“Happiness is a journey, not a destination. For a long time it seemed to me that life was about to begin – real life. But there was always some obstacle in the way, something to be gotten through first, some unfinished business, time still to be served, a debt to be paid. At last it dawned on me that these obstacles were my life. This perspective has helped me to see there is no way to happiness. Happiness is the way. So treasure every moment you have and remember that time waits for no one.” – Daniel Souza
Last month millions of Americans played the multistate lottery, Powerball. People stood in line, sometimes for hours, in an attempt to gain happiness through a huge financial windfall resulting from matching the five white balls and one red “Powerball.” You probably heard, or even uttered yourself, some variation of an if-then statement: “If I hit the lottery, then I’d be happy.” Everyone who plays has some kind of story that they tell about how wonderful it would be if they won and how they would appropriately use that money to purchase happiness for themselves, their friends, and unknown destitute individuals that they would help in a philanthropic manner. As they say in many states, “Play the lottery, the game dreams are made of.”
Unfortunately for most people. even the winners, becoming an instant millionaire not only does not result in happiness but, in many cases, actually creates even more misery than they had before. 44% of those who have ever won large lottery prizes were broke within five years, according to a 2015 Camelot Group study. The Certified Financial Planner Board of Standards says nearly a third declared bankruptcy – meaning they were worse off than before they became rich. Other studies show that lottery winners frequently become estranged from family and friends, and incur a greater incidence of depression, drug and alcohol abuse, divorce, and suicide than the average American.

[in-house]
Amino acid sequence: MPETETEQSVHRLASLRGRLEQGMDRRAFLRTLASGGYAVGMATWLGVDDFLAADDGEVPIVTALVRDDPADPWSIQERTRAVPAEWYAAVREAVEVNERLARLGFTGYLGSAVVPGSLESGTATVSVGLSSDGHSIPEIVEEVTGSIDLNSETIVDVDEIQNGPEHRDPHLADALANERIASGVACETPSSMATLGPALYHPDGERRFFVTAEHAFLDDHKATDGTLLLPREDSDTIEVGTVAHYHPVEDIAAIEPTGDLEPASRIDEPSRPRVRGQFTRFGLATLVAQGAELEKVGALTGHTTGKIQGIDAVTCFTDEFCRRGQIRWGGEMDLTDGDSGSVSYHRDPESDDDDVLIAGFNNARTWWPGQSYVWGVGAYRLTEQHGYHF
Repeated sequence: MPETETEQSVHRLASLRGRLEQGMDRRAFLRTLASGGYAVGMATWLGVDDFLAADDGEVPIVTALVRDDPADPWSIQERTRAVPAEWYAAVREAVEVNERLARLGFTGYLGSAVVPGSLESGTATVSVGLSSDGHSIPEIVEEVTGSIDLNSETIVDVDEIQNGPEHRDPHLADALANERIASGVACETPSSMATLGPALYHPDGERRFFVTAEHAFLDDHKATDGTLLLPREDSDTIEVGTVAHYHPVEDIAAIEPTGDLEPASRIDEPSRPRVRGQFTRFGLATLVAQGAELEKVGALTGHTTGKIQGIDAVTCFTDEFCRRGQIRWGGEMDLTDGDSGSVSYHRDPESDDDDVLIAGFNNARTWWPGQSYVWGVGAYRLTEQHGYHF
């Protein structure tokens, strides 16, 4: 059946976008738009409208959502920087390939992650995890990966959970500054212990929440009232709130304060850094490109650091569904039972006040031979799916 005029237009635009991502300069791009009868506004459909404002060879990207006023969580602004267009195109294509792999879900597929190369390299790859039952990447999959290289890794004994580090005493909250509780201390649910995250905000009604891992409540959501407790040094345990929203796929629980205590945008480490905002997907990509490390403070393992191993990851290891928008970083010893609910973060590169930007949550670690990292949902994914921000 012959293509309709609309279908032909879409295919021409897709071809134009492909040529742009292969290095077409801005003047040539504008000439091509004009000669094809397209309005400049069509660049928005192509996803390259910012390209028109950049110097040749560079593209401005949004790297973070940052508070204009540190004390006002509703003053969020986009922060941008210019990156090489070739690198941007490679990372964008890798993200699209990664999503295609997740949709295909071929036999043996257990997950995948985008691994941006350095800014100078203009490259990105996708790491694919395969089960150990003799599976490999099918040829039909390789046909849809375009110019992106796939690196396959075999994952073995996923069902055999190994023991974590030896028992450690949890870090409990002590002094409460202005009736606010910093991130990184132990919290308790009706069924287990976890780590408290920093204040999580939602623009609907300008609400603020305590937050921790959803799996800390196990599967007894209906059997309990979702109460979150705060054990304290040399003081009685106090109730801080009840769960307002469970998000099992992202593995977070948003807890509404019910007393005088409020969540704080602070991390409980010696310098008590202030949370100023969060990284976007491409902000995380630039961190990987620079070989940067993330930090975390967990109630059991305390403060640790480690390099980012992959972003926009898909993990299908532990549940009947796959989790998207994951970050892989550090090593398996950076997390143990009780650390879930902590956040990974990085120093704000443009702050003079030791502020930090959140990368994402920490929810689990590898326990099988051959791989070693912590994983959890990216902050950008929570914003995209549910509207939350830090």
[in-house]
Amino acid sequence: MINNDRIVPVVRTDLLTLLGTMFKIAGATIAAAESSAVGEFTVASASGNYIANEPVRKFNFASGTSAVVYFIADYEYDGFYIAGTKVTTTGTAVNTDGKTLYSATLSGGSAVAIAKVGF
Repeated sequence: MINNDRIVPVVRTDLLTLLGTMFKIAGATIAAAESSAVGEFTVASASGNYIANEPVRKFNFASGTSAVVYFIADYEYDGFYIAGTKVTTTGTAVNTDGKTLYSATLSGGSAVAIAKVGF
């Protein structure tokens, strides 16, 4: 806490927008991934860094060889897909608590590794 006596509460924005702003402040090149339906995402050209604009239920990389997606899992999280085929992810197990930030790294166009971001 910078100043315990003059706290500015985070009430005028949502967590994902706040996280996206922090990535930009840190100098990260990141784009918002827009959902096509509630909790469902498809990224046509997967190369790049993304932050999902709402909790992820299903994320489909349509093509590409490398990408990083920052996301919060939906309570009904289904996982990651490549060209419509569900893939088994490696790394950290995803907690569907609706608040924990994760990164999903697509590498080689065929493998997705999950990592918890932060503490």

This phenomenon is not unique to lottery winners alone. Celebrities and professional athletes often succumb to the same temptation that comes with overnight wealth. 78% of NFL players file bankruptcy or are in other financial trouble within two years of retirement, according to a 2009 Sports Illustrated article. A representative of the NBA players’ association said in 2008 that 60 % of NBA players declare bankruptcy within five years of leaving the league. It could be assumed that athletes, because they work so hard to attain their wealth, would be more likely to use it responsibly. Not always the case. Former heavyweight champion Mike Tyson burned through $400 million that he earned during his career, pro football quarterback Michael Vick burned through over $100 million, and former NBA star Allen Iverson burned through $150 million during his career. These stars are not the exception, but the norm. Those that retain their wealth and find happiness are the exception.
Why does this happen? Why are most of those hard-working Americans waiting in line for Powerball tickets going to be prone to the same problems if they pick the right numbers? Why is the if-then happiness paradox proved correct so often?
Researchers may be able to provide an answer. The setpoint theory of happiness, which explains why this paradox exists, resulted from a 1978 study which showed that lottery winners eventually end up being no happier than people who suffer from spinal cord injuries! After the initial euphoria wears off, they ended up at their baseline level of happiness, a level determined by factors such as temperament, mood, and emotional maturity. They found that personality also plays a role, with happiness potential being determined by as much as 50% from inherited and acquired characteristics. These characteristics, become ingrained from parental messages, life events, and circumstances of our upbringing. Most of us will act both consciously and subconsciously in ways that confirm beliefs about wealth and happiness that we already have. Most of these lottery winners and athletes become victims of self sabotage and end up believing that outside forces are responsible for the loss of their relatively instant millions. The reality is that most of them engage in behaviors that are consistent with their beliefs about happiness, acting in ways that confirm their beliefs about wealth and happiness.